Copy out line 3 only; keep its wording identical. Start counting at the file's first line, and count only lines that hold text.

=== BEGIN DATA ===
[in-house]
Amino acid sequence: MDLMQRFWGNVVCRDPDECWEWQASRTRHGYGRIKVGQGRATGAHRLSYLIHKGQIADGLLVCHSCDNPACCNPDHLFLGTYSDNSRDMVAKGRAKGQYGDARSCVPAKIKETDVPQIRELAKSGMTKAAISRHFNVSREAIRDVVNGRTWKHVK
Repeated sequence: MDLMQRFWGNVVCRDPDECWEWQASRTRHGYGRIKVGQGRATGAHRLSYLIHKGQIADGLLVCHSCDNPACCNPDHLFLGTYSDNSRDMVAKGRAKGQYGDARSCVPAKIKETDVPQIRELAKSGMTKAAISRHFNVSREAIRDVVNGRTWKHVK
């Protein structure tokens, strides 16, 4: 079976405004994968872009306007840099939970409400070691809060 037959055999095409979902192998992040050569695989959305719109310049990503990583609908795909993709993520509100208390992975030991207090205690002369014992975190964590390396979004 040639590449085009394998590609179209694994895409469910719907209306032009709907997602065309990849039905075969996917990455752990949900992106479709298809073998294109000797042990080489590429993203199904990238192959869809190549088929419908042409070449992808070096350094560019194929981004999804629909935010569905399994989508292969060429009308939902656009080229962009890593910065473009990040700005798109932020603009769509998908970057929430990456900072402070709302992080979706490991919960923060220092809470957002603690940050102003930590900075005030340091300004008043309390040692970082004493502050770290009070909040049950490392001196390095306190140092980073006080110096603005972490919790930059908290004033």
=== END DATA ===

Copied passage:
Repeated sequence: MDLMQRFWGNVVCRDPDECWEWQASRTRHGYGRIKVGQGRATGAHRLSYLIHKGQIADGLLVCHSCDNPACCNPDHLFLGTYSDNSRDMVAKGRAKGQYGDARSCVPAKIKETDVPQIRELAKSGMTKAAISRHFNVSREAIRDVVNGRTWKHVK